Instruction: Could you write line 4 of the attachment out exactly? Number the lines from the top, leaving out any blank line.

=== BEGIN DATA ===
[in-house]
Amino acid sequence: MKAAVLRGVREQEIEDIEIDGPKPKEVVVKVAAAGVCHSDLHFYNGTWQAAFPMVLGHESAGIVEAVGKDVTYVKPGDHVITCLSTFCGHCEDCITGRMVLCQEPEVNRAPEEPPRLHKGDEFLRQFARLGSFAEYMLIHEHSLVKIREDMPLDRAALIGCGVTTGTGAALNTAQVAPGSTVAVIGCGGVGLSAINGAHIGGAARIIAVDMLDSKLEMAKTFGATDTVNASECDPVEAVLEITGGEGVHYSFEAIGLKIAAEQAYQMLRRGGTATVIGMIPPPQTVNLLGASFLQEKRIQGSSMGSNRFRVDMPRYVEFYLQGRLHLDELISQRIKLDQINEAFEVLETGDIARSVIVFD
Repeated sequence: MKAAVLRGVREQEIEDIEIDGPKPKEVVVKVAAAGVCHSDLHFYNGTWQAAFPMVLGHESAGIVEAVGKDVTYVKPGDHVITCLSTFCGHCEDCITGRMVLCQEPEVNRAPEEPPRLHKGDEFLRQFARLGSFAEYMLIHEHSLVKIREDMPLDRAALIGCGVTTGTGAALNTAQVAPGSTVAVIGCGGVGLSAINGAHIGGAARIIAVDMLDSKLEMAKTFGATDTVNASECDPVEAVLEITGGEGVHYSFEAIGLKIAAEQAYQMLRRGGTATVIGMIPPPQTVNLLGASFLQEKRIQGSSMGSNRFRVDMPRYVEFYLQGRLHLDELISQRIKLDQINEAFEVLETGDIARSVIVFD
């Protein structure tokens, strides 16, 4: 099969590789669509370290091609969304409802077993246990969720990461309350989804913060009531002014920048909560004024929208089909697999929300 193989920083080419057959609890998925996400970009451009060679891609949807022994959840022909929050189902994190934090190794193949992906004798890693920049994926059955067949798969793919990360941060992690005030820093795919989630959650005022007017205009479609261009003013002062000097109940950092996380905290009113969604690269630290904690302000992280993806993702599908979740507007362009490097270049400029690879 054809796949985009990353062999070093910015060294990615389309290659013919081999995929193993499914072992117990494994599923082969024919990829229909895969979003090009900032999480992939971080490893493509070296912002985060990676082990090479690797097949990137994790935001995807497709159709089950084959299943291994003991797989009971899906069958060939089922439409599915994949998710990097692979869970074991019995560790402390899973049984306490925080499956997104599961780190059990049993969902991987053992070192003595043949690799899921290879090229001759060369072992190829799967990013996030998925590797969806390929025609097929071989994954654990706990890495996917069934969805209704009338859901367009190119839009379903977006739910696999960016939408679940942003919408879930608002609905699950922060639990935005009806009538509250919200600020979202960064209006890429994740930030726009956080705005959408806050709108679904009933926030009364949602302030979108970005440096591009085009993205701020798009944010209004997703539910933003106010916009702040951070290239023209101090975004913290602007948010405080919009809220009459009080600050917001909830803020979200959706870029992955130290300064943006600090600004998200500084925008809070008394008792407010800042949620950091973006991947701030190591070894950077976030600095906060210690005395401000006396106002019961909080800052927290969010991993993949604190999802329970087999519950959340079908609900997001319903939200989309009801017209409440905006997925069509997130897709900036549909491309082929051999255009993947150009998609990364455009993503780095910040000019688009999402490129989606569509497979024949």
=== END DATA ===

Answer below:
């Protein structure tokens, strides 16, 4: 099969590789669509370290091609969304409802077993246990969720990461309350989804913060009531002014920048909560004024929208089909697999929300 193989920083080419057959609890998925996400970009451009060679891609949807022994959840022909929050189902994190934090190794193949992906004798890693920049994926059955067949798969793919990360941060992690005030820093795919989630959650005022007017205009479609261009003013002062000097109940950092996380905290009113969604690269630290904690302000992280993806993702599908979740507007362009490097270049400029690879 054809796949985009990353062999070093910015060294990615389309290659013919081999995929193993499914072992117990494994599923082969024919990829229909895969979003090009900032999480992939971080490893493509070296912002985060990676082990090479690797097949990137994790935001995807497709159709089950084959299943291994003991797989009971899906069958060939089922439409599915994949998710990097692979869970074991019995560790402390899973049984306490925080499956997104599961780190059990049993969902991987053992070192003595043949690799899921290879090229001759060369072992190829799967990013996030998925590797969806390929025609097929071989994954654990706990890495996917069934969805209704009338859901367009190119839009379903977006739910696999960016939408679940942003919408879930608002609905699950922060639990935005009806009538509250919200600020979202960064209006890429994740930030726009956080705005959408806050709108679904009933926030009364949602302030979108970005440096591009085009993205701020798009944010209004997703539910933003106010916009702040951070290239023209101090975004913290602007948010405080919009809220009459009080600050917001909830803020979200959706870029992955130290300064943006600090600004998200500084925008809070008394008792407010800042949620950091973006991947701030190591070894950077976030600095906060210690005395401000006396106002019961909080800052927290969010991993993949604190999802329970087999519950959340079908609900997001319903939200989309009801017209409440905006997925069509997130897709900036549909491309082929051999255009993947150009998609990364455009993503780095910040000019688009999402490129989606569509497979024949």